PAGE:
Show English setters make up the largest portion of these but, according to Goutorbe, it is this group that faces the most problems. “Show dogs are the bigger group numerically but the gene pool is concerningly small,” he explains. “English setters are a popular working breed in other countries – with European nations having tens of thousands of registrations every year – so breeders of working dogs have a vast gene pool to explore. I bred a litter earlier this year with an inbreeding coefficient of 0%.”
One of these English-setter-loving nations is Norway. It rarely fails to feature in the country’s top five most popular dog breeds, while King Harald is a well-known English setter enthusiast and an honorary member of the Norwegian English Setter Club. Elisabeth Kallevig, who is passionate about English setters, puts much of their continued popularity down to the absence of driven shooting in her country.
English setters’ enduring appeal overseas
“Most bird hunting in Norway is over pointing dogs,” Kallevig explains. “About 80,000 Norwegians take out a licence to shoot small game yearly, of which 45,000 or so are to shoot willow grouse. Hunting capercaillie, blackcock and woodcock is also popular. For this, we need an extremely fit and athletic dog such as the English setter.” For all their toughness, even English setters need a little help dealing with the Norwegian winter.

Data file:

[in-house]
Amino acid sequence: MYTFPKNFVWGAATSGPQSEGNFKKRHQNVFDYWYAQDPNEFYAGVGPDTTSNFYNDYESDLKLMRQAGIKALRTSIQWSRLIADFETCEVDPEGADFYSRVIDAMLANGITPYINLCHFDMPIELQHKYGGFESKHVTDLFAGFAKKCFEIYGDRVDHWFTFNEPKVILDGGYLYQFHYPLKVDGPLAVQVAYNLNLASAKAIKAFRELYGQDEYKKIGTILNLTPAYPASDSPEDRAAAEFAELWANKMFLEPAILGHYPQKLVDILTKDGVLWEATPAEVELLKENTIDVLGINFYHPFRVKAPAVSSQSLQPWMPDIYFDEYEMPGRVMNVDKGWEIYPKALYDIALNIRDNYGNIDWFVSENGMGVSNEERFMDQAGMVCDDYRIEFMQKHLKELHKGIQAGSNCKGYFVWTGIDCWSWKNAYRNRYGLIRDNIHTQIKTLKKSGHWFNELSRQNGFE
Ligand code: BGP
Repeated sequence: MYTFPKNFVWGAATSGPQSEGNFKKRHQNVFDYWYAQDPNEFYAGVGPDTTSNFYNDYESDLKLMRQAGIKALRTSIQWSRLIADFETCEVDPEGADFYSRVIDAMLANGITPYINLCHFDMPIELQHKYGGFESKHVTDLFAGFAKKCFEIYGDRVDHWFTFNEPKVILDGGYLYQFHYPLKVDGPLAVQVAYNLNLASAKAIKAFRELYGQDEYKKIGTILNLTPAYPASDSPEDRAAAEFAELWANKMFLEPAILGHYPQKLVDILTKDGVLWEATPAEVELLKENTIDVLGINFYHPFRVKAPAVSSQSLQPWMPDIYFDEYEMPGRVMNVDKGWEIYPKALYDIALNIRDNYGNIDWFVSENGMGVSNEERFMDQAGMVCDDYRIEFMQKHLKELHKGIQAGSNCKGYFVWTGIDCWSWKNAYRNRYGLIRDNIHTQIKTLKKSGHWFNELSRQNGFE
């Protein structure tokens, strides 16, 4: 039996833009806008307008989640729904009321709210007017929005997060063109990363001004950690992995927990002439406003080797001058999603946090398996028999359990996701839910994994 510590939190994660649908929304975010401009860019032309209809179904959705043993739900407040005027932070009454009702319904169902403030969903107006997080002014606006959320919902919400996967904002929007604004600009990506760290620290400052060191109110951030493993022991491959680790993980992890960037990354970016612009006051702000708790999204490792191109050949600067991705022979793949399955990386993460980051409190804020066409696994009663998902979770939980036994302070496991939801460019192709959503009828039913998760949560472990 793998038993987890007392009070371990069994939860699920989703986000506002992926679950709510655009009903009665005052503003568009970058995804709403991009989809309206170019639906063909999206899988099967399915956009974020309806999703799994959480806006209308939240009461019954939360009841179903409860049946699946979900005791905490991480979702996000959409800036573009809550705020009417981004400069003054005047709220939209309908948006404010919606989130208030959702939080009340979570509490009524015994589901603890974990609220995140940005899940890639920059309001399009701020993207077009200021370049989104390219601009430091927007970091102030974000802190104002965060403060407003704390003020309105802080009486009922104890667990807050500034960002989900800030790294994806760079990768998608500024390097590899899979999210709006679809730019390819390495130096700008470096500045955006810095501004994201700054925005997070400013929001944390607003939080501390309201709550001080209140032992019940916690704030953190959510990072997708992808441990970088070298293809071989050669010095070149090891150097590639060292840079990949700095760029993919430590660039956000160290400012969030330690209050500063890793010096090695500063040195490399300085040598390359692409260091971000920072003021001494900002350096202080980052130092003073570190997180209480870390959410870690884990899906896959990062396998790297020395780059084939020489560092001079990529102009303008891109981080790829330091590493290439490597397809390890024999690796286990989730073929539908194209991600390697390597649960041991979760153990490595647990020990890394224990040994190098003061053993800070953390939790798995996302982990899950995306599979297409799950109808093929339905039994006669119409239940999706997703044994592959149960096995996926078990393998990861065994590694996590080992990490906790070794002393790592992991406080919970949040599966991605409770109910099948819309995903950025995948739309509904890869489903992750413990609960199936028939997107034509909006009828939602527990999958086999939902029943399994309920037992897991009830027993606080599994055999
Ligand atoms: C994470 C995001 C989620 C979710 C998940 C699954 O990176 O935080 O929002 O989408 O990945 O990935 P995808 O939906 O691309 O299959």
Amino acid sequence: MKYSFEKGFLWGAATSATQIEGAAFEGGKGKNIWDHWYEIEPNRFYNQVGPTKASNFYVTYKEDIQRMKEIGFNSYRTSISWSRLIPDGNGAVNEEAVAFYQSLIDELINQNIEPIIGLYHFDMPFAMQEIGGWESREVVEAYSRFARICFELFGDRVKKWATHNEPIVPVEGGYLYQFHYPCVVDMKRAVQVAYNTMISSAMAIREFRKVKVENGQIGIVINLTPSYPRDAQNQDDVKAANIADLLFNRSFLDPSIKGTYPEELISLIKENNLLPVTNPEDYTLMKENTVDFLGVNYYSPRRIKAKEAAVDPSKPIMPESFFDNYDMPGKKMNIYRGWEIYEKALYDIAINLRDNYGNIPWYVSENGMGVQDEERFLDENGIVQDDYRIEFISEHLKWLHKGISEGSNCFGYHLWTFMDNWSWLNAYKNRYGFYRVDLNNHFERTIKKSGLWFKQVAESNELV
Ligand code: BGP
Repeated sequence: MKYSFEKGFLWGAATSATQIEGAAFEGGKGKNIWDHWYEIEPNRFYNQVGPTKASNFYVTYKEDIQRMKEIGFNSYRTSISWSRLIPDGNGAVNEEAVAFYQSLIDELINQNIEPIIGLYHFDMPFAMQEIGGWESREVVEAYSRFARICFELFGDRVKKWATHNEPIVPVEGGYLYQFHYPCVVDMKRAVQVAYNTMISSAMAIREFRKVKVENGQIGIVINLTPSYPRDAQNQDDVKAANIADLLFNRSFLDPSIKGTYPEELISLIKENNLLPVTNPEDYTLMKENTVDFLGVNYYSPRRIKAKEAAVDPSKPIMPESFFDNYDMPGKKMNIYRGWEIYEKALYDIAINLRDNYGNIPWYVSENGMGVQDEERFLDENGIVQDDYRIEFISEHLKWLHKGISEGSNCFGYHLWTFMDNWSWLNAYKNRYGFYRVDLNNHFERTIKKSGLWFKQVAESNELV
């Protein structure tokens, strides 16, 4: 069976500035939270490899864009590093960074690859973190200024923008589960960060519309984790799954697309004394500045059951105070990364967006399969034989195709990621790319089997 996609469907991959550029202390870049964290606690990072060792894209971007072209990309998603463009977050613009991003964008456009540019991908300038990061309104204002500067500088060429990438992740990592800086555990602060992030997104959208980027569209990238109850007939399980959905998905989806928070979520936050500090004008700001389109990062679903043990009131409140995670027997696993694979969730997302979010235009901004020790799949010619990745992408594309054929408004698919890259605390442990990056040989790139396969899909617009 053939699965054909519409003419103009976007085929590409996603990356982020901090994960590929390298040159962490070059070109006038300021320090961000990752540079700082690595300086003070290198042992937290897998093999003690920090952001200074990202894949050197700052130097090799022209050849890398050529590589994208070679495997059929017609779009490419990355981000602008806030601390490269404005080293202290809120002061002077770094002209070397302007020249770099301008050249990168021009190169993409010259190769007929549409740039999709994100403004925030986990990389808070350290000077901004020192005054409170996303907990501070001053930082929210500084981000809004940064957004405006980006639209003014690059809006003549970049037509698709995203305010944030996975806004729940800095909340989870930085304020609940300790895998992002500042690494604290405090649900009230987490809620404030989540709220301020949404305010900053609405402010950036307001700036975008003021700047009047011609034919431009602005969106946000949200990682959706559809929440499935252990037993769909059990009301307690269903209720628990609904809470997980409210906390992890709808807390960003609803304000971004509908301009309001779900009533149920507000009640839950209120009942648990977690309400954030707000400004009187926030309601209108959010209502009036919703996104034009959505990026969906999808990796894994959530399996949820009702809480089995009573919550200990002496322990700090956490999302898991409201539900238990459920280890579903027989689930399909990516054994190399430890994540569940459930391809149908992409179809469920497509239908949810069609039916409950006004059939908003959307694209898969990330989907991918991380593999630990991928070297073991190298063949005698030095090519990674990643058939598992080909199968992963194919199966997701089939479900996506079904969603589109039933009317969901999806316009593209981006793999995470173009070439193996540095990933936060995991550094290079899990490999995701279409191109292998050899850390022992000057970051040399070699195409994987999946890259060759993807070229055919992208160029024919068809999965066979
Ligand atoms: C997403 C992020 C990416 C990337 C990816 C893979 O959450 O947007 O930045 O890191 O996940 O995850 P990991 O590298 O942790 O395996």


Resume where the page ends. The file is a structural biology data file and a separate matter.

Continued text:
“It is common for people to shoot on skis – and all our field trials are run this way – so often the dogs will wear a thin, stretchy suit similar to cross-country skiers,” says Kallevig. “It isn’t thick but is enough to stop the coat icing up, although male dogs sometimes have thicker layers around their testicles so the cold doesn’t impact fertility.” Another reason for the English setter’s enduring popularity in Norway is temperament. “For most people their dog is a pet for many more months of the year than a hunting dog, and English setters are very lovable with lots of personality,” she says. “It is sad to me that there are so few English setters in the UK itself.”
Carving out a new role in a changing world